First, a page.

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May 31st, 2013

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Wyoming missed out on last uranium boom, but planning for the future

Wyoming Public Radio has for years reported that the state is on the verge of a uranium boom. It turns out the state missed the peak of that boom, and is now betting on slower, more conservative growth. Wyoming Public Radio’s Irina Zhorov reports.

Study explores effects of receding glaciers on Wind River streams

Glaciers in the Wind River Mountain Range have been receding for a long time, and a new study looks at how that’s affecting the ecosystems in high alpine streams. Wyoming Public Radio’s Willow Belden spoke with Craig Thompson, one of the authors of the report. He’s a professor of engineering and applied science at Western Wyoming Community College, and he’s been studying these glaciers for more than two decades.

Are foreign herders the black sheep of immigration reform?

Debate over the immigration overhaul has found its way to the vast open spaces of Wyoming. Here, Peruvian guest workers on H2-A visas tend thousands of sheep. These shepherds make just $750 a month to be on the job around-the-clock, usually alone for months on end. That's around half of what other agricultural guest workers make because sheep ranchers receive a special exemption from minimum wage requirements. Ranchers say it’s needed in order to save this small, struggling American industry. But worker rights advocates say it’s exploitation.  Wyoming Public Radio’s Sara Hossaini reports.

Cora’s Legacy: Letters allow Sheridan historian to uncover WWII POWs’ stories

Sheridan-based historian Val Burgess is passionate about World War II Prisoners of war. Through her non-profit, Wars’ Voices, she and her husband Jerry are working to record and archive the stories of World War II P-O-Ws.

Wyoming Trails Summit hopes to improve communities

For the first time, non-motorized trail enthusiasts will gather formally to discuss ways that communities, land managers, and others can improve trails across the state. Tim Young of Wyoming Pathways and Angela Emery, the Director of Casper’s Platte River Trails talk with Wyoming Public Radio’s Bob Beck about the Wyoming Trails Summit.

Growing sagebrush and other native seed: Crackpot idea or lucrative business venture?

Where some people see a weed, others see a gold mine...  At least that’s the case in Richard and Claire Dunne’s Absaroka Farm in North Central, Wyoming.  A farm that, if you drove past it, you might think was just another stretch of the prairie. Although sagebrush seed is in demand, growing it commercially is a niche marked… and some people think it’s crazy.  Wyoming Public Radio’s Luke Hammons filed this report.

Sheridan author discusses “Snow Leopard” fable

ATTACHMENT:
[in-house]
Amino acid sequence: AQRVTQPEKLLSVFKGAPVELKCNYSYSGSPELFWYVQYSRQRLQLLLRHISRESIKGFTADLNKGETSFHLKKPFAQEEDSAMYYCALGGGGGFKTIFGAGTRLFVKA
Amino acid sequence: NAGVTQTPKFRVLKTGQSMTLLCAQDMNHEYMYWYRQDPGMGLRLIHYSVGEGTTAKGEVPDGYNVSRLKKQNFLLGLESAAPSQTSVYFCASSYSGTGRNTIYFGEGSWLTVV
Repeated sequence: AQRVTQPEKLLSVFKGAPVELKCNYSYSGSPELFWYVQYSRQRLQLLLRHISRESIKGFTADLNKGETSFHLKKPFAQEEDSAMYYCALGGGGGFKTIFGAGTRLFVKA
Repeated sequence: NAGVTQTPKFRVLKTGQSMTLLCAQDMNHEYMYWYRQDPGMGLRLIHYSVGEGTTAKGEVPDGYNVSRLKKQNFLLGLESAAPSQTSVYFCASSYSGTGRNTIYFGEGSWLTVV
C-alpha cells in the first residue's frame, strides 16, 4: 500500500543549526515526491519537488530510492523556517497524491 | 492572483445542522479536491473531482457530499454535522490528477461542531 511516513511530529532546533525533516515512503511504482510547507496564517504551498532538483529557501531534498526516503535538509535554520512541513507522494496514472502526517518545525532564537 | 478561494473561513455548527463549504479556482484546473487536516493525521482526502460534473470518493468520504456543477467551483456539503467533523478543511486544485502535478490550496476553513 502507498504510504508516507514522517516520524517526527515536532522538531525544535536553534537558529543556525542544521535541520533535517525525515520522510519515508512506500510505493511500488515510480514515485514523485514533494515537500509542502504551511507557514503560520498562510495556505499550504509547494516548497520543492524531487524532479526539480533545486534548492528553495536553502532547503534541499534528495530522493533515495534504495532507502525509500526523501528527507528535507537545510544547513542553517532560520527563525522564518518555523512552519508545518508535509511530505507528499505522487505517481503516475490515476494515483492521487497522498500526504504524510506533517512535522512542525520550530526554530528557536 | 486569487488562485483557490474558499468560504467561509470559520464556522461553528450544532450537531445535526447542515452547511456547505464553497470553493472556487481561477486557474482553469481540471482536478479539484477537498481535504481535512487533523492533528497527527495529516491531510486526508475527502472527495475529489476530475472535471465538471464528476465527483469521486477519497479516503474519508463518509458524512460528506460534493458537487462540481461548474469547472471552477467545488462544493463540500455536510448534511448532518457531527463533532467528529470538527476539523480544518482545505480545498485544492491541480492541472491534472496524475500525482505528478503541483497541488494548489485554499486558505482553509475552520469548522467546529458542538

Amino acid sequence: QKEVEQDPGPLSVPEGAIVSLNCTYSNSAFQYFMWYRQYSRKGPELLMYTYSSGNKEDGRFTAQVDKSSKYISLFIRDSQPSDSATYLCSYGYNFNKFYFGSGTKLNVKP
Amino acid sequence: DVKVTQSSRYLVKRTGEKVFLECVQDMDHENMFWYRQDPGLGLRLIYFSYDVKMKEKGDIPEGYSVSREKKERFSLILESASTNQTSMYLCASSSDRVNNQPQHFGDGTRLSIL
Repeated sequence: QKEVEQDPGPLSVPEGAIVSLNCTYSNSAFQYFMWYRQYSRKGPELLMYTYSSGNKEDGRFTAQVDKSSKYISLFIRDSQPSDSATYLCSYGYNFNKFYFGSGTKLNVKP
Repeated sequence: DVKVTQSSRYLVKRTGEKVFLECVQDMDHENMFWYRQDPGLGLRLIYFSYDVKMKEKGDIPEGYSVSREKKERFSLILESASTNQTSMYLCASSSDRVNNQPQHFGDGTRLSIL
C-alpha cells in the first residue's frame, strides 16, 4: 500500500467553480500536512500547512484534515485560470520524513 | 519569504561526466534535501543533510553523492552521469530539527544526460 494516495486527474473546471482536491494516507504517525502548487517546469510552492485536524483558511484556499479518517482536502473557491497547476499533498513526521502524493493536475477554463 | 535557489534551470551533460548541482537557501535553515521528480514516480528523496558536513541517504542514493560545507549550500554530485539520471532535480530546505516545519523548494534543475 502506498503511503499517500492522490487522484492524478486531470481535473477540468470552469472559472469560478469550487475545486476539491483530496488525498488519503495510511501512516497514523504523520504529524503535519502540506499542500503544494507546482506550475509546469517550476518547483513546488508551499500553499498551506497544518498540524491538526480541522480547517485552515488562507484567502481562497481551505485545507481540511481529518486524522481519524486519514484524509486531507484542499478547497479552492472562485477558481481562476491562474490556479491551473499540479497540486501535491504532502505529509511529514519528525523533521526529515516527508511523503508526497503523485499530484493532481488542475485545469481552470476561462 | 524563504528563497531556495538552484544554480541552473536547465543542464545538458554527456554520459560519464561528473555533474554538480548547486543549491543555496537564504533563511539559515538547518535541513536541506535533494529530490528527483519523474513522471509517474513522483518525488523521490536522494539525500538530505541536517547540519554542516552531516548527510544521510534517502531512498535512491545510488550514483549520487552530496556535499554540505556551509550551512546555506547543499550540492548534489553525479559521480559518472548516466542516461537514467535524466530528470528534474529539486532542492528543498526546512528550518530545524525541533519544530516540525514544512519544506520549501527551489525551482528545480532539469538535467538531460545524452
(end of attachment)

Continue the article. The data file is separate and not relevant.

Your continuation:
Sheridan author Tom McIntyre has a new book out called “The Snow Leopard’s Tale.” It’s a story that takes place on a high Tibetan plateau and is written from the point of view of a snow leopard named Xue Bao. Wyoming Public Radio’s Willow Belden spoke with McIntyre about the book, and he described it as more of a fable than a novel.

Zarif Khan:  A Wyoming Life

Zarina Khan speaks about Sheridan’s Zarif Kahn on Mountain West Voices.

Poem: “Wild, Wild East: Finding Hints of Asia in the West”

As a graduate student in UW’s Creative Writing Program, LuLing Osofsky was fascinated by the various ways she saw Indian culture present in Laramie. South Asian students celebrated traditional festivals on campus, and the town had a good place to get curry. She writes about experiencing these pockets of India in her series of vignettes called “Wild Wild East: Finding Hints of Asia in the West

Bob Beck has been News Director of Wyoming Public Radio since 1988. During his time as News Director WPR has won over 100 national, regional and state news awards.
Irina Zhorov is a reporter for Wyoming Public Radio. She earned her BA from the University of Pennsylvania and an MFA from the University of Wyoming. In between, she worked as a photographer and writer for Philadelphia-area and national publications. Her professional interests revolve around environmental and energy reporting and she's reported on mining issues from Wyoming, Mexico, and Bolivia. She's been supported by the Dick and Lynn Cheney Grant for International Study, the Eleanor K. Kambouris Grant, and the Social Justice Research Center Research Grant for her work on Bolivian mining and Uzbek alpinism. Her work has appeared on Voice of America, National Native News, and in Indian Country Today, among other publications.
Luke Hammons is currently interning for Wyoming Public Radio's news department. Before moving to Laramie, Luke lived for two years in Brazil, where he worked as an ESL Instructor, trained in the Brazilian martial art of capoeira, and wrote various fiction and poetry pieces for publication.
Sara Hossaini is a reporter for Wyoming Public Radio. She holds a bachelor's degree in broadcast journalism from the University of Nebraska-Lincoln. She brings a blend of documentary journalism and public interest communications experience developed through her work as a nonprofit multimedia consultant and Associate Producer on national PBS documentary films through groups such as the Center for Asian American Media, Fenton Communications and The Working Group. She likes to travel, to get her hands in the dirt and to explore her creative side through music, crafts and dance.